Location, size, and distance: criteria for quality in esophagogastroduodenoscopy reporting for pre-operative gastric cancer evaluation
Ravindran NC, Vasilevska-Ristovska J, Coburn NG, Mahar A, Zhang Y, Gunraj N, Sutradhar R, Law CH, Tinmouth J. Surg Endosc. 2014; 28(5):1660-7. Epub 2014 Jan 23.
Background ─ There is a lack of existing literature regarding the quality of esophagogastroduodenoscopy (EGD) reporting for gastric cancer evaluation. This study aims to determine criteria for quality endoscopic evaluation of gastric cancer in North America by identifying important features of the EGD report for pre-operative evaluation of gastric cancer and assessing inclusion of these features in existing reports.
Methods ─ Semi-structured interviews were conducted with experienced endoscopists from community and academic hospitals affiliated with the University of Toronto to identify essential elements for an EGD report. Then, 225 EGD reports from 2005 to 2008 were evaluated by two trained reviewers for inclusion of recommended EGD report elements and global assessment of report quality and adequacy for surgical planning.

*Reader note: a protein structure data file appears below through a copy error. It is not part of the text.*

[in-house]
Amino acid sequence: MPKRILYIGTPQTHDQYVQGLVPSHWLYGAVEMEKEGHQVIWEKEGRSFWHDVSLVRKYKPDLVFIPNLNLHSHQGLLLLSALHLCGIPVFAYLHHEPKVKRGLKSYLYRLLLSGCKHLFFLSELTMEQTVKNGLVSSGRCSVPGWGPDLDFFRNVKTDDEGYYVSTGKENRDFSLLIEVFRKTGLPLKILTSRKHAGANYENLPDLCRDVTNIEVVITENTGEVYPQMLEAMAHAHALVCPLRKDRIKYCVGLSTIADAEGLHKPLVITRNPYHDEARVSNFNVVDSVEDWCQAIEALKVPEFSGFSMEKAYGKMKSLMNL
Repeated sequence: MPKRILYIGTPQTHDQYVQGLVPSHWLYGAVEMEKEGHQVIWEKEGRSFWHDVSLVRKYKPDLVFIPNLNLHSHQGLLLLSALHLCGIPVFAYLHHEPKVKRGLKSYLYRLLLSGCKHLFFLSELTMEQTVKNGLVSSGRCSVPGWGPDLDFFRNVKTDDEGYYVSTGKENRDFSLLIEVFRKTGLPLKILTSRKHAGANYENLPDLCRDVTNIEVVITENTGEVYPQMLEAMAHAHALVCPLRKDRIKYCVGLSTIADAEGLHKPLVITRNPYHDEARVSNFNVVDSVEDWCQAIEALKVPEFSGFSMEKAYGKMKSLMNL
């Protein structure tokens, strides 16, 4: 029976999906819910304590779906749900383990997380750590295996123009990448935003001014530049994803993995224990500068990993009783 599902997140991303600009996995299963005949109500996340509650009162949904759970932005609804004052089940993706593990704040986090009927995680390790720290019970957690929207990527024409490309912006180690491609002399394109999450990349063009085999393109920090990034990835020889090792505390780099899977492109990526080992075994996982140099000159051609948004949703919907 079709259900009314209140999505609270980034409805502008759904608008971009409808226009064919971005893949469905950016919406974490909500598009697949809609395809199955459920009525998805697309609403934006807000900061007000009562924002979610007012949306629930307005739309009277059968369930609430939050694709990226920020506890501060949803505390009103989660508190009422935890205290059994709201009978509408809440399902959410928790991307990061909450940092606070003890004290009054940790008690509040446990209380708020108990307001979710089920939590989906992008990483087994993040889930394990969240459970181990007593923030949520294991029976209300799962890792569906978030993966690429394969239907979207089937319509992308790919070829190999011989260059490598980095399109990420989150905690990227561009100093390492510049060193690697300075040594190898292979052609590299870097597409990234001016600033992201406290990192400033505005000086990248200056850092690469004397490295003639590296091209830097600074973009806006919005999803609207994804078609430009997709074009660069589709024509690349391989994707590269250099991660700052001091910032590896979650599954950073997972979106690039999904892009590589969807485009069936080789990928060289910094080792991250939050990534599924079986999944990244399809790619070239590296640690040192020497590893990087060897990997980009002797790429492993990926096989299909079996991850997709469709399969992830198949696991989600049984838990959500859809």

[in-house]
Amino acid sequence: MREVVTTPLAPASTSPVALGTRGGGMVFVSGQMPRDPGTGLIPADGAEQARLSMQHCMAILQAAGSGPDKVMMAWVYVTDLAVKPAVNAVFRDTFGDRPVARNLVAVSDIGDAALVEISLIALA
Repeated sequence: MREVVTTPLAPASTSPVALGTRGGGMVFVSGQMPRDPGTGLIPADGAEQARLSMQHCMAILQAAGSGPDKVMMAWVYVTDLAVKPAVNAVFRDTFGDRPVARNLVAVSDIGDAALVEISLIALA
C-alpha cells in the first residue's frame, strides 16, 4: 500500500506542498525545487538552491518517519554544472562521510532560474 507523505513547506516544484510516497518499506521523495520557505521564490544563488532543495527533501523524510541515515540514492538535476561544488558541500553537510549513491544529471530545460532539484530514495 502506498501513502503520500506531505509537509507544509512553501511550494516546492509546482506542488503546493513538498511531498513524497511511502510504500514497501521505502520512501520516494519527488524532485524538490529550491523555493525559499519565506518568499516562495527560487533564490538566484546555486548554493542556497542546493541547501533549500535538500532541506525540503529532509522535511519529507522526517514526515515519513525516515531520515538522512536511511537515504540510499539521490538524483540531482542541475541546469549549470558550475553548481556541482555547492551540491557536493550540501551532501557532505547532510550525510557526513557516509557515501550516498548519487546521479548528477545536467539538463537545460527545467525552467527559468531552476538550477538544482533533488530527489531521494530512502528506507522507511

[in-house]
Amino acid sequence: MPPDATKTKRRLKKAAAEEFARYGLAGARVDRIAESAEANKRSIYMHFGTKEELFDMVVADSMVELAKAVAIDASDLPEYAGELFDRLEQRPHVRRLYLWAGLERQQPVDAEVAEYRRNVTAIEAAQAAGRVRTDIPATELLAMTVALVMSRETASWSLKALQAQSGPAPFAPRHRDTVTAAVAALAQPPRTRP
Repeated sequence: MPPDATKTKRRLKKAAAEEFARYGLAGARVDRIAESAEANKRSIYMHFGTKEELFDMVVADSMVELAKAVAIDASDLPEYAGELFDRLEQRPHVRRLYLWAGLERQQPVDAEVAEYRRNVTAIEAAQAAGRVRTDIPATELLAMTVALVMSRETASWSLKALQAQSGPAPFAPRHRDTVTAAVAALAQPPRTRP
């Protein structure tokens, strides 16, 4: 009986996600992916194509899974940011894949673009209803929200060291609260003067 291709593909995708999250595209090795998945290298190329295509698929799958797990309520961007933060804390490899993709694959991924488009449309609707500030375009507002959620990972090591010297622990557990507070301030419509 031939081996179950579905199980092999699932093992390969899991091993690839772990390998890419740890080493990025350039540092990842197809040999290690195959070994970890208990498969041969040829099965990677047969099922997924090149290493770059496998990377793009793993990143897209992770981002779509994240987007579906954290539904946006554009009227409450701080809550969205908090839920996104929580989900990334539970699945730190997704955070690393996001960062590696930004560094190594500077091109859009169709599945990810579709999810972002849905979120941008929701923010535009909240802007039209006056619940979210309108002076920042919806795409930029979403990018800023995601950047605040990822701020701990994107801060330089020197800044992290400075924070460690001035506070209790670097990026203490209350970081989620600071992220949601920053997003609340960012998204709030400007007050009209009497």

Results ─ Essential elements recommended by interviewed endoscopists include tumor size, location, and distance from gastroesophageal junction (GEJ). Approximately 95 % of all reports documented the location of lesions, <5 % documented distance from the GEJ, and <15 % documented tumor size. Overall report quality was rated as excellent for 4-5 % of reports; 20-42 % of all reports were deemed to be adequate for surgical planning. All surgeons interviewed as part of the endoscopist panel indicated that they would repeat the EGD before consulting with patients regarding surgical planning.
Conclusions ─ For pre-operative evaluation of gastric cancer, tumor size, location, and distance from key anatomical landmarks were proposed as essential elements of a quality EGD report. Most of the reviewed reports did not document these elements. Report quality is perceived to be poor and may lead to repeat endoscopy. Developing a standardized EGD reporting format based on inclusion of individual parameters can improve the quality of gastric cancer management.